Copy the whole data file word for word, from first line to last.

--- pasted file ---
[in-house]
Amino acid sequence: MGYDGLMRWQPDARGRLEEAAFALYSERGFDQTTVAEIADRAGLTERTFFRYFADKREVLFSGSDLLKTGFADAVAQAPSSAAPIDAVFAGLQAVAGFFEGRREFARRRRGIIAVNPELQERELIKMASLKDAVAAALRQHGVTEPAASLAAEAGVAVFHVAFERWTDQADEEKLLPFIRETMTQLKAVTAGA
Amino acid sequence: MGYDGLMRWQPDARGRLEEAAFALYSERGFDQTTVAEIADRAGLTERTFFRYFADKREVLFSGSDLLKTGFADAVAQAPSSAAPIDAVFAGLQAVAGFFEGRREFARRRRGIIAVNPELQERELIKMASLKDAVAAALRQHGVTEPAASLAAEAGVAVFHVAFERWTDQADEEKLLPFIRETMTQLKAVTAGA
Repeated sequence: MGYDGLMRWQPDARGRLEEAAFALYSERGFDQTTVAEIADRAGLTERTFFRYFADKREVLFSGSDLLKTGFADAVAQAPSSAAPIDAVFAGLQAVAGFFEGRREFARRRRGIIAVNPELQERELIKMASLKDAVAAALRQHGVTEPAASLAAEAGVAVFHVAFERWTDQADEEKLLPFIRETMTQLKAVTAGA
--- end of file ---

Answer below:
[in-house]
Amino acid sequence: MGYDGLMRWQPDARGRLEEAAFALYSERGFDQTTVAEIADRAGLTERTFFRYFADKREVLFSGSDLLKTGFADAVAQAPSSAAPIDAVFAGLQAVAGFFEGRREFARRRRGIIAVNPELQERELIKMASLKDAVAAALRQHGVTEPAASLAAEAGVAVFHVAFERWTDQADEEKLLPFIRETMTQLKAVTAGA
Amino acid sequence: MGYDGLMRWQPDARGRLEEAAFALYSERGFDQTTVAEIADRAGLTERTFFRYFADKREVLFSGSDLLKTGFADAVAQAPSSAAPIDAVFAGLQAVAGFFEGRREFARRRRGIIAVNPELQERELIKMASLKDAVAAALRQHGVTEPAASLAAEAGVAVFHVAFERWTDQADEEKLLPFIRETMTQLKAVTAGA
Repeated sequence: MGYDGLMRWQPDARGRLEEAAFALYSERGFDQTTVAEIADRAGLTERTFFRYFADKREVLFSGSDLLKTGFADAVAQAPSSAAPIDAVFAGLQAVAGFFEGRREFARRRRGIIAVNPELQERELIKMASLKDAVAAALRQHGVTEPAASLAAEAGVAVFHVAFERWTDQADEEKLLPFIRETMTQLKAVTAGA